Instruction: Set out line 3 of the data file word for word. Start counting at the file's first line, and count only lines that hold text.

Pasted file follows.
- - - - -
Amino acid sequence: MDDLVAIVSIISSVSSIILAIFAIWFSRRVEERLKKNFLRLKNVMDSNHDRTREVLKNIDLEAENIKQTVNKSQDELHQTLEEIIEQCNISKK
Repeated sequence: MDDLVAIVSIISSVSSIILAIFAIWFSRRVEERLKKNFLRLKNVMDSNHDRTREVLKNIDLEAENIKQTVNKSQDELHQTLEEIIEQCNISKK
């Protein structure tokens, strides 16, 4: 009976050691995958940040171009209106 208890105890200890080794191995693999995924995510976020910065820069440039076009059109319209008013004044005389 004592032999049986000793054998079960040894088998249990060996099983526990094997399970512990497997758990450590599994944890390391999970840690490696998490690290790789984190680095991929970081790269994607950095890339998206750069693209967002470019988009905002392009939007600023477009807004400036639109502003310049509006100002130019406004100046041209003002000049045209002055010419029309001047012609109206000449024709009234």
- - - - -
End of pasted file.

């Protein structure tokens, strides 16, 4: 009976050691995958940040171009209106 208890105890200890080794191995693999995924995510976020910065820069440039076009059109319209008013004044005389 004592032999049986000793054998079960040894088998249990060996099983526990094997399970512990497997758990450590599994944890390391999970840690490696998490690290790789984190680095991929970081790269994607950095890339998206750069693209967002470019988009905002392009939007600023477009807004400036639109502003310049509006100002130019406004100046041209003002000049045209002055010419029309001047012609109206000449024709009234």